I give credit to Congressman Faso for participating in this event. He was asked heated questions non-stop and faced a good bit of negativity. He had to pass a long string of protesters before even walking in the door. And as I indicated prior, question after question after question was pointed, impassioned, and concerned when it came to his voting record. It is definitely his job as an elected official to engage in such a process - but it also should be noted that this could not have been easy. So I thank him and appreciate his efforts.

I also thank the congressman's district director, Ryan McAlister, for his work in collaboratively organizing the event. This event was a big deal for Move Forward New York - and I have a feeling that it was a big deal for Faso's office as well. Ryan oversaw things on their end and I want to give him credit for his practical, friendly, and effective approach in this collaboration. Great guy to work with.

And, of course, a lesson here is that regardless of political differences, people are still people - and we need to work together - especially during this difficult time in our history.

Bottom Line

Since the formation of Move Forward New York in November of 2016, one of our goals has been to set up a public forum, or town hall, with our congressman - to help make sure that we have an opportunity to express the many concerns that we have during a time that we consider one of national emergency. After much build-up, we achieved that goal yesterday. It wasn't perfect. It wasn't easy. And the build-up to it was, regrettably, a bit more stressful than I wish were the case.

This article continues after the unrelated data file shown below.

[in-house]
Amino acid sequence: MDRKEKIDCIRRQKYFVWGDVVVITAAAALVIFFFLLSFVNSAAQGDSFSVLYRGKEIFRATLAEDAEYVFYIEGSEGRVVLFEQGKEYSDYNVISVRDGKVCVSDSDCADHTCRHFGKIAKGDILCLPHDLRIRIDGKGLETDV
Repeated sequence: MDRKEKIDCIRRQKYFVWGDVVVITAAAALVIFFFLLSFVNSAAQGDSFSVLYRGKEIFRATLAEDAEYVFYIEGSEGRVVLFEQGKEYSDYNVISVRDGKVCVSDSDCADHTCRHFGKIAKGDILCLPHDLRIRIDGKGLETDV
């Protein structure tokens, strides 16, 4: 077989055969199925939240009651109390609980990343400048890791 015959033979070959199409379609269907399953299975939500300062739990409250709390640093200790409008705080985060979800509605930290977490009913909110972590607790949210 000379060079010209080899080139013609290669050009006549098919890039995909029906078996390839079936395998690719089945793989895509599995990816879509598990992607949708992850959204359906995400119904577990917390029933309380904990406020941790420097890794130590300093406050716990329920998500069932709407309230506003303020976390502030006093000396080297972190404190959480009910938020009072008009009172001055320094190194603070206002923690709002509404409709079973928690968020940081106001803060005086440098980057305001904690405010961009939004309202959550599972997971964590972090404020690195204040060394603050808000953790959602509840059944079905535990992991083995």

But no one said this was going to be easy. There is no free lunch - and if you want to make something happen, it's going to take hard work. And all of these truths pertain to participation in government.

In a democracy such as ours, participating actively in government is essential. During this uniquely difficult time in our history, complacency is not an option. I'm proud of the folks in Move Forward New York who helped make yesterday's event happen. I'm proud of our many brave brothers and sisters who looked our congressman in the eyes and asked him, fully in public, the hard questions. And I'm glad that a successful peaceable assembly comprised of Americans exercising their First Amendment rights took place outside of the venue.

Here is to the future. Here is to moving forward.

Move Forward Members (l-r) Joel Alfieri, Marlene Alfieri, Glenn Geher, Fabio Danisi, Debra Clinton, Jason Clinton, Patty Wilson, Melissa Servant

If ever there was a time to become politically active and rise up, that time is now. Here is to the uprising.

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Note that the views expressed herein are expressly the views of the author and are not necessarily the views of Move Forward New York as a collective entity.